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From Fatou, With Love: Cairasu Care, LLC, offers in-home assistance for area seniors

Fatou Ceesay (left) named her business Cairasu, which means “peaceful home” in the Mandingo 
language. Here she’s shown paying a home visit to one of her clients, Patricia Flanagan.

Fatou Ceesay (left) named her business Cairasu, which means “peaceful home” in the Mandingo language. Here she’s shown paying a home visit to one of her clients, Patricia Flanagan.

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In 2001, Fatou Ceesay, 39, moved to Madison from The Gambia, West Africa, joining other family members who came before her to attend the University of Wisconsin. 

Through the years, she cared for seniors and the emotionally disabled, landing several jobs via temporary agencies around Madison. Divorced and raising two children, now ages 9 and 10, she managed to earn a bachelor’s degree in psychology and human services from Edgewood College in 2009 before getting a certificate in consumer health advocacy from UW-Madison.

After caring for others for over a decade, Ceesay decided to strike out on her own in January. Cairasu Care, LLC (dba Cairasu Home Care) provides nonmedical, in-home care for the elderly and emotionally disabled, including running errands, handling personal care, providing companionship, and homemaking (e.g., cleaning, meal preparation, laundry services).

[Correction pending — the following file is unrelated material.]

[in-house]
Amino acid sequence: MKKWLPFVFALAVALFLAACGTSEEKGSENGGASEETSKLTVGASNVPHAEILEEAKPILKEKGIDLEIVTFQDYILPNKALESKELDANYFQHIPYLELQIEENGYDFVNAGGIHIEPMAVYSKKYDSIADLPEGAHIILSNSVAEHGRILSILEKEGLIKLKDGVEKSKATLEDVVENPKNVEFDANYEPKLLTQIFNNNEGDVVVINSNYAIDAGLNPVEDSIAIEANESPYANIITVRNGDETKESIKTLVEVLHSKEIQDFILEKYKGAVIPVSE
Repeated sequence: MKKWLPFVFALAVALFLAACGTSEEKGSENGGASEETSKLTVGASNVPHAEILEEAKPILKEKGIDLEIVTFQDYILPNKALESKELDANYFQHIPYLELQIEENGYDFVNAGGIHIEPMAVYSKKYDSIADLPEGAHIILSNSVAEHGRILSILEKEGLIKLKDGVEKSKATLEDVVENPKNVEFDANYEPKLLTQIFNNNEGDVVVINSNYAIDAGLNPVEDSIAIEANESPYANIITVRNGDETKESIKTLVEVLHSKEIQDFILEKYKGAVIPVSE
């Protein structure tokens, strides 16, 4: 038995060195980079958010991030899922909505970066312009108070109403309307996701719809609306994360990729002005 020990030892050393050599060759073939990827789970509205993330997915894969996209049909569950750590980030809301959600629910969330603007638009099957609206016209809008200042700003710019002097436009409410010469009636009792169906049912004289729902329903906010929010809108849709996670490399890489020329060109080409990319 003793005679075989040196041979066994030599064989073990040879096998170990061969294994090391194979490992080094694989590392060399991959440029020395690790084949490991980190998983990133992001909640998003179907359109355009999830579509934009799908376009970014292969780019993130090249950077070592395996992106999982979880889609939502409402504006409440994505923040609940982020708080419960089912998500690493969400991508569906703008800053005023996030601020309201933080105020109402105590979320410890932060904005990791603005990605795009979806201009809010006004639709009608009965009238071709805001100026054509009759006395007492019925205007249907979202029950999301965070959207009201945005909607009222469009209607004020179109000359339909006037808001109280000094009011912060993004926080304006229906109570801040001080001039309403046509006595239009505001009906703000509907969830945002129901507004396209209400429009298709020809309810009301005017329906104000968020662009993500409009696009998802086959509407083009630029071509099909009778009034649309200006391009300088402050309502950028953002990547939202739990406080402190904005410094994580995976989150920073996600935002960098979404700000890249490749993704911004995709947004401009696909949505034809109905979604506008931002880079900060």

“I love the immediate impact that I bring to people,” Ceesay said of her career choice. “People need that help, and I can be there to do what they want and see that they’re more comfortable, that they’re safe. They become my family as well.”

She’s noted a significant difference in how the elderly are cared for in her homeland compared to the United States. “Back home, the elderly are taken care of by their families,” she said. “Here, it’s professionals mostly. That’s a big difference.” While most people in The Gambia don’t have professional jobs and families are often large, “we wouldn’t think of having someone else in to care for our parents.”

The in-home care industry here, Ceesay has observed, often lacks funding and wages can be low, but she’s been undeterred. “In my world, care should be quality, regardless of pay. I’m not in this to make a fortune, but to make a living. It’s about caring for the individual. That’s the key.” 

Her business, she said, “is going slow but steady.” 

With plenty of competition from much larger firms, Ceesay, who has one part-time employee, said her biggest challenge is marketing both her company and herself. To differentiate its services, Cairasu Care also provides benefit counseling to educate clients about services they might be eligible for but may not know exist or might not know how to access.

(Continued)

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